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The Long Term Power of the Health Savings Account

Health Savings Accounts (“HSAs”) are an underappreciated benefit offered to employees with high deductible insurance plans.  The annual pre-tax contributions, which in 2017 are $3400 for individuals and $6750 for families, can be withdrawn tax-free at any time for medical expenses.  Most people, however, fail to take advantage of the full benefit that these plans offer.  Many still consider HSAs to be a health insurance add-on, and use it as a “cash in – cash out” account to pay for medical expenses as they arise.  The popular impression is that it is a spending account, and not necessarily a means to accumulate tax deferred dollars year after year.  This approach is completely missing maybe the biggest benefit of an HSA, the long-term power of the HSA.

What people often don’t realize is that any unused portion of an HSA account can be rolled over from year to year and investment growth can continue until assets are withdrawn.  The investment options for HSAs are similar to that of a 401(k).  A simple calculation of investing $6750 for ten years at a return of 7% will give you over $90,000.  This would be an excellent way to tackle your single biggest expense in retirement, which is healthcare.  Healthcare costs are difficult to estimate in retirement, but most advisors agree that even retirees with satisfactory Medicare coverage will still spend an average of $260,000 (per couple) on healthcare after the age of 65.  About a third of the expense is for Medicare premiums, the rest going to co-payments, deductibles, drug prescriptions and other medical costs.  A Kaiser Family Foundation report found that out-of-pocket expenses accelerate with age, with those 85 and older spending more than twice that of a younger beneficiary.  And affluent retirees could find that their costs far exceed this estimate, due to the fact that their income requires them to pay more for Parts B and D coverage.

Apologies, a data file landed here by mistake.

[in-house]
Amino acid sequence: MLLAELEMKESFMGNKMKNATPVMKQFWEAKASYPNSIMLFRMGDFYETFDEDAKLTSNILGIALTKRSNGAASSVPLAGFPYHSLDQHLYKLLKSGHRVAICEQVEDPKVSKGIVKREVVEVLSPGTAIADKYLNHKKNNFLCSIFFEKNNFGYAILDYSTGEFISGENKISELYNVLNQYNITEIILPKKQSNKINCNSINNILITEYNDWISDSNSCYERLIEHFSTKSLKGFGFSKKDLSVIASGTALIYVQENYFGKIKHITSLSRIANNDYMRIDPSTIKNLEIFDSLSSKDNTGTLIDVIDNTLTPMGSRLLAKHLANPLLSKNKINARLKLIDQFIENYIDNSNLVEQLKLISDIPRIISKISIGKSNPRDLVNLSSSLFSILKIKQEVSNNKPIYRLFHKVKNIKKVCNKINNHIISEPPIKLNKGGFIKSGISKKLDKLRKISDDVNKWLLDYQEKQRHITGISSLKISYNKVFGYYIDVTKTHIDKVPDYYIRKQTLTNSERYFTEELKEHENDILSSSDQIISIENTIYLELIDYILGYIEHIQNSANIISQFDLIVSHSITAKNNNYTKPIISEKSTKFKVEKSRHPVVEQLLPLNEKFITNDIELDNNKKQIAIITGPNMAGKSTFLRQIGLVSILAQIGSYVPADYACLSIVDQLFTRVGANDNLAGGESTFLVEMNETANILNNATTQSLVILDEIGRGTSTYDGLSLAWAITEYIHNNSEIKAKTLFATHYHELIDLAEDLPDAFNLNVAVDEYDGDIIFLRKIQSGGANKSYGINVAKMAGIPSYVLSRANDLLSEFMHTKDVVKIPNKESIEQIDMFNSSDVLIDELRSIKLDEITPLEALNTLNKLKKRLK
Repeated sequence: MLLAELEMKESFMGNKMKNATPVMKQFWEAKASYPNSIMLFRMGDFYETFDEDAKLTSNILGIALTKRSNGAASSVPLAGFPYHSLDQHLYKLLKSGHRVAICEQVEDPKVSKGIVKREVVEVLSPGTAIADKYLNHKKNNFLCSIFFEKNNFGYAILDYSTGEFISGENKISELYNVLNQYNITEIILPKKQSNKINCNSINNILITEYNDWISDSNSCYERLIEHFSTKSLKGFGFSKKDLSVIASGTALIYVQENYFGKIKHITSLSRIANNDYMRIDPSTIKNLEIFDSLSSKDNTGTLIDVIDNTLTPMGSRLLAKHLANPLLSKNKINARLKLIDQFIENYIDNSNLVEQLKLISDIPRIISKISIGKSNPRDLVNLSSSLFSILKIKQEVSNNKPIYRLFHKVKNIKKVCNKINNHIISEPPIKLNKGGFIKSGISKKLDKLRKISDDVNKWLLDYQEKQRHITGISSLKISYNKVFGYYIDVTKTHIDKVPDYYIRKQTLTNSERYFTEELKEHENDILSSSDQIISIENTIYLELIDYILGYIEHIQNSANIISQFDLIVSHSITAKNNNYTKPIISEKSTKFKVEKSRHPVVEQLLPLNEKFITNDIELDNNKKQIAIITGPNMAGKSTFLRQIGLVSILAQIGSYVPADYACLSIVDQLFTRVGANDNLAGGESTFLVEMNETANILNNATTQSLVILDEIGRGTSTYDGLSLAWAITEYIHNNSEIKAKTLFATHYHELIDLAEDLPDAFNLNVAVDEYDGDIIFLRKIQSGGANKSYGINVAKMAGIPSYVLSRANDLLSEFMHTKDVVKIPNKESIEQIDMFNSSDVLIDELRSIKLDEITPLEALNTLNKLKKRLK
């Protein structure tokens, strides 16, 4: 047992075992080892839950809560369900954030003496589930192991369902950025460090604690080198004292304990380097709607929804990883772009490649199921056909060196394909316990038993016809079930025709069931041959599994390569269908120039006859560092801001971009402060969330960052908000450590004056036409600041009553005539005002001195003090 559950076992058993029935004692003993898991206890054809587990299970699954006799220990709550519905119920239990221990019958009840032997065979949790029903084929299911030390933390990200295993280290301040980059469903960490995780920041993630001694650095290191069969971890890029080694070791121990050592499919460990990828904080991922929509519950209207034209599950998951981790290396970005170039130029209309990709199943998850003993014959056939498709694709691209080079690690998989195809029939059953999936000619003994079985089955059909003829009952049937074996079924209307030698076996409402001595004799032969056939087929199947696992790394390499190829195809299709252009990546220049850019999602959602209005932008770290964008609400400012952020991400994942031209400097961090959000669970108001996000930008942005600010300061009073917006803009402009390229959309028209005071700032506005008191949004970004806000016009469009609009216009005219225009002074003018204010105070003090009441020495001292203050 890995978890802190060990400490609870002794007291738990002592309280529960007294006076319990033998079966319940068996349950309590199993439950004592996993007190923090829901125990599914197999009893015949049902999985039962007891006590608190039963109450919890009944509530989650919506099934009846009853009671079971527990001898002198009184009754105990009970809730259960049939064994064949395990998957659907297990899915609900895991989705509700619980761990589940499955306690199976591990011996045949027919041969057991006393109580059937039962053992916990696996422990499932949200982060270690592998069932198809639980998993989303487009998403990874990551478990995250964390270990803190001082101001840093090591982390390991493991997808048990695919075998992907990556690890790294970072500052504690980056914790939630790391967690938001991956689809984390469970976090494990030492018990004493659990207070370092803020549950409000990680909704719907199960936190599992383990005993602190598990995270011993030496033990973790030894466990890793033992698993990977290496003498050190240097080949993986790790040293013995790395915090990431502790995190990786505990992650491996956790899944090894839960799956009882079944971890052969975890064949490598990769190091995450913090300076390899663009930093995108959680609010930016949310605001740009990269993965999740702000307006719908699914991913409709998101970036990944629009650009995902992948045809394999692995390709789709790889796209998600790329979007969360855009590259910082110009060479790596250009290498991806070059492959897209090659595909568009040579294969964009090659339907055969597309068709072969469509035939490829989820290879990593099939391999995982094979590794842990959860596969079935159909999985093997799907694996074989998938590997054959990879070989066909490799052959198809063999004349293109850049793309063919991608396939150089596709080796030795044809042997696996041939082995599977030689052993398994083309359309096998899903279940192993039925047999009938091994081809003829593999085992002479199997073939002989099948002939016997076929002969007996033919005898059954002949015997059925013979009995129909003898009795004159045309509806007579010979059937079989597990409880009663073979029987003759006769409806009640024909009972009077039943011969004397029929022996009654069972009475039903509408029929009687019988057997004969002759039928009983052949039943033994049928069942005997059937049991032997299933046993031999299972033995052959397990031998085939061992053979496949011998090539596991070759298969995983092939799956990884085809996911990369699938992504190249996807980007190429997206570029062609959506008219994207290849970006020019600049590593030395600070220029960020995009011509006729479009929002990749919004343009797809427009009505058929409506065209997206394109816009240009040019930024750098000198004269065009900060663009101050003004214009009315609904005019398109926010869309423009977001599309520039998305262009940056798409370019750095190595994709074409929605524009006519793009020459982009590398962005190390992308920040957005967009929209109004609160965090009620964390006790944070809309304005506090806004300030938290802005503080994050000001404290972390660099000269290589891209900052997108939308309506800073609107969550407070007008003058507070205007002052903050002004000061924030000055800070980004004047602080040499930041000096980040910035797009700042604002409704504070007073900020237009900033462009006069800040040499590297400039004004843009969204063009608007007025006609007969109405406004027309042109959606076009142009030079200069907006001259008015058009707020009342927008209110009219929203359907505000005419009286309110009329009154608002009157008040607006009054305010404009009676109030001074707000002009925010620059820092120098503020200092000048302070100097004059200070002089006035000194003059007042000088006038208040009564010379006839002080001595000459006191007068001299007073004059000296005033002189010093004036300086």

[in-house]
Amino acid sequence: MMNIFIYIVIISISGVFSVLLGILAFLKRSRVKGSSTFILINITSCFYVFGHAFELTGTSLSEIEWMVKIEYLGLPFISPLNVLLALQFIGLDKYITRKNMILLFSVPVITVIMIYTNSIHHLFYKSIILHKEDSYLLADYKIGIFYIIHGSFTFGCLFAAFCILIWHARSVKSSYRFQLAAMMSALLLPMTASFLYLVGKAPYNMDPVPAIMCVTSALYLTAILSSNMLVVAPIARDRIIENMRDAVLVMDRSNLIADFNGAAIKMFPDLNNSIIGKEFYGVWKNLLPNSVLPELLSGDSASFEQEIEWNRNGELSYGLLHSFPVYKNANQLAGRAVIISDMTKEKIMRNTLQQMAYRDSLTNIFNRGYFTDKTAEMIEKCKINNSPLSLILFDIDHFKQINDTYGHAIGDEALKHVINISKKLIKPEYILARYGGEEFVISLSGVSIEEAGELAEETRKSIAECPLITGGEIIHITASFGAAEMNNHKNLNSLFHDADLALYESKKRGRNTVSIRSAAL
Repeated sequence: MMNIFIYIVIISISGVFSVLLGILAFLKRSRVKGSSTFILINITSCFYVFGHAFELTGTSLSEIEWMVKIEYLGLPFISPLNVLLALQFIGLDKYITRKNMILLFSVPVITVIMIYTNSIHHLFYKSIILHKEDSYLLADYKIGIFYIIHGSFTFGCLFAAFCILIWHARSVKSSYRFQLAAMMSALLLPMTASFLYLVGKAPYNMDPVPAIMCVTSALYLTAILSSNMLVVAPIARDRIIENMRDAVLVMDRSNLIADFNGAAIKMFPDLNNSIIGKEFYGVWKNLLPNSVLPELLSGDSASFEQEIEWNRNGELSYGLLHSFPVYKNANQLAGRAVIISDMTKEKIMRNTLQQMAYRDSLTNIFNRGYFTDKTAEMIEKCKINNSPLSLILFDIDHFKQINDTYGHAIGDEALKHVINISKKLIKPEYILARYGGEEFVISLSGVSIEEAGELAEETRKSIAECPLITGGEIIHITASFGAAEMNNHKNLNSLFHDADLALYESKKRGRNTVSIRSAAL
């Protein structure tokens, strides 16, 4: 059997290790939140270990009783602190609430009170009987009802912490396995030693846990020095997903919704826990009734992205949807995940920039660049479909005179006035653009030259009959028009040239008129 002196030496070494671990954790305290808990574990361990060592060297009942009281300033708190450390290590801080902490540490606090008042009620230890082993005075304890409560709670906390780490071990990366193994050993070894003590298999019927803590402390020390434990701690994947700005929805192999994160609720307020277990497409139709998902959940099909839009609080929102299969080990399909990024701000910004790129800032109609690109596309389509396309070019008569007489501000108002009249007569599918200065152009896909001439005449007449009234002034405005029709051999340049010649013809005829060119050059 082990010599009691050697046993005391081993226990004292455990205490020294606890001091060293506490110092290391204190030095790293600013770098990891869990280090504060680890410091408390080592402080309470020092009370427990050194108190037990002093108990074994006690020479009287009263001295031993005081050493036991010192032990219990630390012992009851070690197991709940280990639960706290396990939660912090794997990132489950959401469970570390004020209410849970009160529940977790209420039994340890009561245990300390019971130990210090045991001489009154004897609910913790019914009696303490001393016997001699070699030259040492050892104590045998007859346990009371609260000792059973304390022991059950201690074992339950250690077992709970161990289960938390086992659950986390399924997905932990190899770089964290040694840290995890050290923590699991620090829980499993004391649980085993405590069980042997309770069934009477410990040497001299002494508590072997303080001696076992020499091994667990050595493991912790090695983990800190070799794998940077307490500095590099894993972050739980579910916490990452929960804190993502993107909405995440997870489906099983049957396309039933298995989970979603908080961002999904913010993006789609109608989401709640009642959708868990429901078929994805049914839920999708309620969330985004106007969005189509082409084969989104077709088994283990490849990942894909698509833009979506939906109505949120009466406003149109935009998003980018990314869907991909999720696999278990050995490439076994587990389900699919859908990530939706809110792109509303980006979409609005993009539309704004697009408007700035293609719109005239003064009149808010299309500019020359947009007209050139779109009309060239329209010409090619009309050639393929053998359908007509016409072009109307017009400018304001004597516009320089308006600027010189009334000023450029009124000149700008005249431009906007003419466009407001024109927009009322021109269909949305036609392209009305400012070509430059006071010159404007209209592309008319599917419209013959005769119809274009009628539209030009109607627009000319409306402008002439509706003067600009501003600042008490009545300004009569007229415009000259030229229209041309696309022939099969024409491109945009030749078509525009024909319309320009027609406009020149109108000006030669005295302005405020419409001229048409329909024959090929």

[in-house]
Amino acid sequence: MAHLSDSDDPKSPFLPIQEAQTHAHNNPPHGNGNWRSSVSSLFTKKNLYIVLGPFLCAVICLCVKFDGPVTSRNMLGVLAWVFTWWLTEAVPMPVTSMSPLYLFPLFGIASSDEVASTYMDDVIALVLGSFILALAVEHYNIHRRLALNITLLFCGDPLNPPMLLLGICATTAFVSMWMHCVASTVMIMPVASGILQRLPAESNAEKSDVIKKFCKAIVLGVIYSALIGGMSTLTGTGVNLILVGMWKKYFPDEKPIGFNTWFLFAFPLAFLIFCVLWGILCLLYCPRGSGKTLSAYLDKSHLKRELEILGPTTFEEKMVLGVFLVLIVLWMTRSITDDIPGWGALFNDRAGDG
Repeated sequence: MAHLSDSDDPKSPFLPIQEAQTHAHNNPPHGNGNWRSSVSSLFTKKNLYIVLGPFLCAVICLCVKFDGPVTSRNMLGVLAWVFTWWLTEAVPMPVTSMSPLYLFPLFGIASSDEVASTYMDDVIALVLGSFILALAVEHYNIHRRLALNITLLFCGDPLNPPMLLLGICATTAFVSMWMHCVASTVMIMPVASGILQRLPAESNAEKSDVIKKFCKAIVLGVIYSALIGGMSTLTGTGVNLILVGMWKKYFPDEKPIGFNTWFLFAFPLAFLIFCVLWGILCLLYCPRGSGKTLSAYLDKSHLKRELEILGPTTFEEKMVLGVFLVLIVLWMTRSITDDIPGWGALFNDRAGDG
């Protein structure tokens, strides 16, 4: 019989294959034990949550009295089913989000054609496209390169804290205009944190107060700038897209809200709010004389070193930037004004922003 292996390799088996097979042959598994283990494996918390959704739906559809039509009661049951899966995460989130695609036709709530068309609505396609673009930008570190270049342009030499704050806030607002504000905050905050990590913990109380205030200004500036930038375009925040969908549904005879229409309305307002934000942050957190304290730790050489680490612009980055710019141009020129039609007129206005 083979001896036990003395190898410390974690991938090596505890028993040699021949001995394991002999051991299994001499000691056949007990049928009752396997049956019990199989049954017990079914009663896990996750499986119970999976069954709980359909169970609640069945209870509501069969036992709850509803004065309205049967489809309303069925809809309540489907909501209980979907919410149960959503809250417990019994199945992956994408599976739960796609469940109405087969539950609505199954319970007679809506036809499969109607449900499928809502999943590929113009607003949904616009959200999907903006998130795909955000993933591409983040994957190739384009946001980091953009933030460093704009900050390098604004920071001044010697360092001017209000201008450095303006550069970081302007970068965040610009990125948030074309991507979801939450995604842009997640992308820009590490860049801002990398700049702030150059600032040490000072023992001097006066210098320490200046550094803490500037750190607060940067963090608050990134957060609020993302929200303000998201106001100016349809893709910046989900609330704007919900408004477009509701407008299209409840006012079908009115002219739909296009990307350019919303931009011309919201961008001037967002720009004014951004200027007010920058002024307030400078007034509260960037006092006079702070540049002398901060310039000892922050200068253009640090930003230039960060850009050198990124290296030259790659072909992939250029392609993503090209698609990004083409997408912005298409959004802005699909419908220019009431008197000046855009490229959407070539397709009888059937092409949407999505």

At age 65, you can take distributions from your HSA, for any reason, without penalty.  If the distribution is for a qualified medical expense, it will not be taxed.  Withdrawals made for other purposes will be subject to ordinary income taxes.  Once 65, you can use your HSA to pay for Medicare parts A, B, C, D and Medicare HMO premiums, both penalty and tax free.  You cannot use your HSA to pay for Medigap insurance premiums.  Participation in any type of Medicare (A,B,C,D and Medigap) does make you ineligible to contribute to an HSA.  If you delay Social Security and avoid being automatically enrolled in Medicare, and are otherwise HSA eligible, you can contribute to an HSA after age 65. However you can continue to use any accumulated funds for as long as you have funds in your HSA.

HSA accounts can be passed on to a spouse after death, retaining all the same rights as the original owner.  HSAs inherited by non-spouses stop being HSAs.  The account becomes taxable to the non-spouse beneficiary as ordinary income in the year the owner passes away.

If you are trying to determine where to save first and which savings vehicles should have priority, we recommend funding a 401(k) up to the corporate matching level first.  No need to leave free money on the table.  After that, consideration should be given to funding your HSA to the maximum allowable limit.  HSA accounts are expected to remain available under future health care legislation.